Cape Times - Frank Barends, who is accused of being the mastermind behind a R2.07 billion national perlemoen poaching syndicate, will stay in custody for the remainder of his trial, which could take as long as five years.

Judge Vincent Saldanha rejected Barends’s bail application in the Western Cape High Court on Thursday, saying he had already “squandered” previous opportunities.

“The State has noted that he played a management role in the enterprise.

“While the State can’t ensure incarceration would restrain him from acting as such, it would create a less conducive environment.

“The State has argued that he showed a blatant disregard for the justice system in his conduct after he was released on bail for the Hermanus matter on similar charges,” he said.

Barends, a fisherman from Gansbaai, and 25 co-accused collectively face 590 charges including illegal possession of abalone, racketeering and corruption in Gansbaai.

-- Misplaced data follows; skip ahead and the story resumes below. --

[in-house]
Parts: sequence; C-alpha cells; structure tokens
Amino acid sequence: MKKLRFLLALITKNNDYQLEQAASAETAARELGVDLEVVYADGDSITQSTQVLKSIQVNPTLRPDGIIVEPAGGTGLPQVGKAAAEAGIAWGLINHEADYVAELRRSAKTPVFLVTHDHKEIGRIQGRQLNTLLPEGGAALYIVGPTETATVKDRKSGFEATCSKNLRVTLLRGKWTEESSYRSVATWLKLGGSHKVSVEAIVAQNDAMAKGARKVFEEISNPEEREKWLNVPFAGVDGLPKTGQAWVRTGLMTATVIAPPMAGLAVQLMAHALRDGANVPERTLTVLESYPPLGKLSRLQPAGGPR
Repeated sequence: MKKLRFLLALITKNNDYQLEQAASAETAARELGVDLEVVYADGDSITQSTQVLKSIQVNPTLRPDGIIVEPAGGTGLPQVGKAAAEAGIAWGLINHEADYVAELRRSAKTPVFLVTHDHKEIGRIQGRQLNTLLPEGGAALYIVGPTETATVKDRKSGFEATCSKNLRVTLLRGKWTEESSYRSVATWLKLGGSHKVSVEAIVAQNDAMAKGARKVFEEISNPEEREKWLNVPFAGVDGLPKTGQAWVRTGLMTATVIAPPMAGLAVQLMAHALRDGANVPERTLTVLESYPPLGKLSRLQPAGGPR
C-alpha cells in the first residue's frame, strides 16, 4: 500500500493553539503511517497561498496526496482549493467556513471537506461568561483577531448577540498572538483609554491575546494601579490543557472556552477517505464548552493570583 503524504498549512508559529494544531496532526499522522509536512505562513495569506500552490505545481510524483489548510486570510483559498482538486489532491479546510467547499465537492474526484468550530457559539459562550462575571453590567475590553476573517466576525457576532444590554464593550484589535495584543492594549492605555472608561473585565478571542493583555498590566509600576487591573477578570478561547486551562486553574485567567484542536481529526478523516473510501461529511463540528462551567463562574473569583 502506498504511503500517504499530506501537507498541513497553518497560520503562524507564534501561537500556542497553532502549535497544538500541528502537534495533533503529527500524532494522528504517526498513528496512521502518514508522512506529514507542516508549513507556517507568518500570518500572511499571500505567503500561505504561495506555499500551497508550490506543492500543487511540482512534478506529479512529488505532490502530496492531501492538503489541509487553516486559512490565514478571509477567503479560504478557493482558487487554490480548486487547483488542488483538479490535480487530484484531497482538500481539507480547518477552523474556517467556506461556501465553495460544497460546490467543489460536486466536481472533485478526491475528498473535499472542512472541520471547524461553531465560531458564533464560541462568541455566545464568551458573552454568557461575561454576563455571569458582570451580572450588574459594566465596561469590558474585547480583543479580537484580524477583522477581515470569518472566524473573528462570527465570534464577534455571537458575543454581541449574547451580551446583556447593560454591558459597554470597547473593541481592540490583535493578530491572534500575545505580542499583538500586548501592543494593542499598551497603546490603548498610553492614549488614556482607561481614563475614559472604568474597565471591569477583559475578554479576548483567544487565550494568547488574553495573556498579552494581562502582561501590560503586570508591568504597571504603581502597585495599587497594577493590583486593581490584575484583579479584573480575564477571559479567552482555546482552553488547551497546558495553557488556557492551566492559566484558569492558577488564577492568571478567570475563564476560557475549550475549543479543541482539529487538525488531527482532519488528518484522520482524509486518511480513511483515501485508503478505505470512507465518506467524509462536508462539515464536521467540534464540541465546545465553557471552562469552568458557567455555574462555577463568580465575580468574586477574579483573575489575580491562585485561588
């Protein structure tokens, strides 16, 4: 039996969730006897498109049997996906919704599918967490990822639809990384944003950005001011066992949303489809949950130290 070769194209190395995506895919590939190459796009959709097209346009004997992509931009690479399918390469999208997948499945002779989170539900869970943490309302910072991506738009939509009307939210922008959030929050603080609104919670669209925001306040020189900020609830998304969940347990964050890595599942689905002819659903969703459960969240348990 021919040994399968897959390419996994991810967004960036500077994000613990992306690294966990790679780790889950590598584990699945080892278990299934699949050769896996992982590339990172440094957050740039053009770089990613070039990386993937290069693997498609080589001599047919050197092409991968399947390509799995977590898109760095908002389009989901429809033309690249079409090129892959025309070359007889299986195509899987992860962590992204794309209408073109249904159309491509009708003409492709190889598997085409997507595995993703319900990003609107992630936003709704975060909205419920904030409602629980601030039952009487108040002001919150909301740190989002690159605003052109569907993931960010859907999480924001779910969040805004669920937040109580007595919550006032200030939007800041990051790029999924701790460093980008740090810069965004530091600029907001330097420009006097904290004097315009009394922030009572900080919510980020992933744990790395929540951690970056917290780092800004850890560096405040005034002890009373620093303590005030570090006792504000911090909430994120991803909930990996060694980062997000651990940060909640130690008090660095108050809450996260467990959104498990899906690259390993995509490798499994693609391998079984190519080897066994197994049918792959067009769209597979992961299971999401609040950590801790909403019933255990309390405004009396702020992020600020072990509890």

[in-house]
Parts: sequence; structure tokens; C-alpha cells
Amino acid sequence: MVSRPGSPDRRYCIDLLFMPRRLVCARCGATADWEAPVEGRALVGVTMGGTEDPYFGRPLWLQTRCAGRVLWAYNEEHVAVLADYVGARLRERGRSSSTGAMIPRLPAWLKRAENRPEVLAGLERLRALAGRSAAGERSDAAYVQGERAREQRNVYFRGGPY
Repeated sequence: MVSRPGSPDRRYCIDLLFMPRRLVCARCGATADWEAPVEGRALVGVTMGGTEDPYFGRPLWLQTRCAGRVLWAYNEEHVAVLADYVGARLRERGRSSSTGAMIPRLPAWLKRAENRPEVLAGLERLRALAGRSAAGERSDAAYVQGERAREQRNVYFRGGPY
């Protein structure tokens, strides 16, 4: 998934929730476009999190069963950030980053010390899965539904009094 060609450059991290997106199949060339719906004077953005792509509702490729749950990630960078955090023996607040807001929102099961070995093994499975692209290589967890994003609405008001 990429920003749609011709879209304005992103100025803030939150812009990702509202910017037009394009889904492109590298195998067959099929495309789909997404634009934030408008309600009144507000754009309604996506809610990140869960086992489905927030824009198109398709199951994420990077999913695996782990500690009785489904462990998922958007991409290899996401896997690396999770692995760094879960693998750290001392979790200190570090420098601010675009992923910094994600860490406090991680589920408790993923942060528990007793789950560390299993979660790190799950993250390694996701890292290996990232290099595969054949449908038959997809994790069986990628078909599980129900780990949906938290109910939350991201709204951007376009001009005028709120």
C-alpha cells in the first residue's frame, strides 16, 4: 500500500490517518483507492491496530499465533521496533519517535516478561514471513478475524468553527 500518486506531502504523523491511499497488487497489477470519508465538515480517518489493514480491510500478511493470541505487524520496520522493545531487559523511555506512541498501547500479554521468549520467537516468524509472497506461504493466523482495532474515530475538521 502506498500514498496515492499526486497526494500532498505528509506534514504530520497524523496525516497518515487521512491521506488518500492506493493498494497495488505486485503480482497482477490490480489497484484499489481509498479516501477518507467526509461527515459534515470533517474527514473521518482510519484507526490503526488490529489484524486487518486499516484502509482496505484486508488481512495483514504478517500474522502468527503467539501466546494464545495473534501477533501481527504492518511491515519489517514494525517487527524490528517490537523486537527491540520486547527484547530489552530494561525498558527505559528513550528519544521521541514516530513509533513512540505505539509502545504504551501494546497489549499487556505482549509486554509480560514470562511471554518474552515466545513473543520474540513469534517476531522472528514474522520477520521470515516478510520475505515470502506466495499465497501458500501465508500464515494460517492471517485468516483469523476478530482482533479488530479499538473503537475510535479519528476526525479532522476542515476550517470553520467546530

Among the accused are Barends’s wife Josephine and his bookkeeper, Sarah Dunsdon.

They are due back in court for a pre-trial hearing on July 26.

Barends is charged with controlling a syndicate in the Western Cape and being the main buyer of poached perlemoen from divers.

He has been incarcerated for 17 months.

His lawyer Peter

Mihalik said by the time the case was concluded, Barends would have been an awaiting-trial prisoner for seven years.

Judge Saldanha said Barends used the widespread poverty in the Gansbaai community as an excuse to justify running the illegal syndicate and defend his offences.

“The applicant (Barends) has acted perversely and used the poverty of the small fishing community as an excuse for the dealings of the illegal abalone transactions.

“It could never be the justification for the (threat to the) sustainability of protected marine life and environment,” Judge Saldanha said.

In his affidavit, Barends said he was not a flight risk as he had close ties to his family in the Western Cape.

He said he also previously handed in his passport, had no contact with witnesses and the community supported his release.

A Chinese citizen, Ran Wei, who allegedly ran and funded the syndicate, is yet to be arrested.

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Cape Times